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WASHINGTON (Reuters) - U.S. President Barack Obama's re-election campaign and Democratic groups affiliated with it raised more than $53 million in March, showing a jump in fundraising over the previous month as the general election gets under way.
More than 567,000 donors gave money to Obama's cause and 97 percent of the donations were $250 or less, the campaign said in a video released to supporters.
Fundraising by Obama groups has picked up gradually over the last three months. The campaign and its Democratic allies raised more than $45 million in February and a combined $29.1 million in January.
More than 190,000 people were first-time donors in March. The average donation clocked in at $50.78.
"This really is how this works: people building this organization five and 10 bucks at a time to take on Mitt Romney," Obama campaign manager Jim Messina said in the video.
Romney, the former governor of Massachusetts, is the likely Republican presidential nominee expected to challenge Obama in the November 6 election.
The fundraising totals include donations directly to the Obama campaign, the Democratic National Committee, and other joint fundraising committees.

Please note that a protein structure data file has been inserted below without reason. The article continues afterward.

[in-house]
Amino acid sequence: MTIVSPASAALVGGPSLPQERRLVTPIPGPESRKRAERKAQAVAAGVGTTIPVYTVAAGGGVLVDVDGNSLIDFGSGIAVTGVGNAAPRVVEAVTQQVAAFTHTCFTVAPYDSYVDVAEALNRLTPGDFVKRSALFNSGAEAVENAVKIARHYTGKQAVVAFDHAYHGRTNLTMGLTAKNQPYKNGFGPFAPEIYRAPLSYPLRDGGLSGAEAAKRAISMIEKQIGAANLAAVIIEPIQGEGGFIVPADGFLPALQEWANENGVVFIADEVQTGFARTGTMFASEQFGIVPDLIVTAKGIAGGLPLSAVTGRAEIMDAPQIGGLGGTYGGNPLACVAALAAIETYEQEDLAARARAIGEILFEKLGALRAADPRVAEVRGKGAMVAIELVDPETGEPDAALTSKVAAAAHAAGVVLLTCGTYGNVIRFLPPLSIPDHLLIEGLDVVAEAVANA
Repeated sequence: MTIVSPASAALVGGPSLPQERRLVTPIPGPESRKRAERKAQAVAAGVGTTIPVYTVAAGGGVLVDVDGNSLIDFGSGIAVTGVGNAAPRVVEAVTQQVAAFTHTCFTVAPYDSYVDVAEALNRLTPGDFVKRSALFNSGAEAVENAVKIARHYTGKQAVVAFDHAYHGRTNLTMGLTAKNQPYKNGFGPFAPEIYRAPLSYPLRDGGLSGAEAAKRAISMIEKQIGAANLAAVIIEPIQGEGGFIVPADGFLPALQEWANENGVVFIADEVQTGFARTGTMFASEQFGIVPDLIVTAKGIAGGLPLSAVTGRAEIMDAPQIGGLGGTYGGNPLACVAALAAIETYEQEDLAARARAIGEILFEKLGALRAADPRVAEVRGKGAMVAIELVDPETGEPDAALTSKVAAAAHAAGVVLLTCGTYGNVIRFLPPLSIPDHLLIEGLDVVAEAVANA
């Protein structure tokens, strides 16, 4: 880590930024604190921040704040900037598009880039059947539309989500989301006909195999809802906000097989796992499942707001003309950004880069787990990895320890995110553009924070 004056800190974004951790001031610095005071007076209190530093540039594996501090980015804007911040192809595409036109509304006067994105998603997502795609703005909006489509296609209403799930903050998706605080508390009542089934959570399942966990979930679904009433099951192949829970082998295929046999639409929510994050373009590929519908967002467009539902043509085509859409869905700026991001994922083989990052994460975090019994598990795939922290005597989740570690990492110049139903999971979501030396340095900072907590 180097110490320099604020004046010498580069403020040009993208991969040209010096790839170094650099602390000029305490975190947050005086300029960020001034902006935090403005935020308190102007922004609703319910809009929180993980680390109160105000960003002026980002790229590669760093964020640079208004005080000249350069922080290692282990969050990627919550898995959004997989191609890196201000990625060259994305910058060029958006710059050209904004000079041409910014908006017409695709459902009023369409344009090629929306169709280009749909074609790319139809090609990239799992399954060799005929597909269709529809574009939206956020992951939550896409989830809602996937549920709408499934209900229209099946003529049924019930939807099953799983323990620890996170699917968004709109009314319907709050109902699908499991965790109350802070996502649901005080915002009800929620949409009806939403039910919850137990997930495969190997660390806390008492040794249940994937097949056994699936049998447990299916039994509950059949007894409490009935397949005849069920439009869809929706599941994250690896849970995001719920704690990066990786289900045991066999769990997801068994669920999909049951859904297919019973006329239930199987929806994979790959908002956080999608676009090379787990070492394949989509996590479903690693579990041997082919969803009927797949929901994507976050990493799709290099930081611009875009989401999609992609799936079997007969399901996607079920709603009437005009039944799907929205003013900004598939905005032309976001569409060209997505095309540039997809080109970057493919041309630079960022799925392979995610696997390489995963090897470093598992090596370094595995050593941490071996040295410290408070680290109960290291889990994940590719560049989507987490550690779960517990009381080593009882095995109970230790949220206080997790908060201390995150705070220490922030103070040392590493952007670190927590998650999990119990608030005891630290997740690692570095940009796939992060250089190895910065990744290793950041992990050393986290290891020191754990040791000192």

While Romney was slogging through a competitive primary race against former Pennsylvania Senator Rick Santorum, Obama has spent his campaign time holding fundraisers at Democratic events in Washington and across the country.
Santorum dropped out of the race last week, clearing the way for Romney to take on the banner of likely nominee and giving Obama and his campaign a clear target to use in political attacks and fundraising appeals.
Obama's campaign raised roughly $750 million for his 2008 election effort, but it is concerned by the success of outside groups known as "Super PACs" that can bring in unlimited donations for political ads to tar the president.
Republican Super PACs have fared better in the fundraising battle than their Democratic counterparts.
Messina's fundraising update earlier this year acknowledged that concern openly, admonishing Obama donors not to wait to tap into their wallets.
His remarks in the video released on Monday had a similar message but were more upbeat.
"We're all going to have to dig even deeper, work even harder, move even faster. It's going to take all of us working together," he said. "If you've been waiting to get involved, this is the moment."
Editing by Eric Beech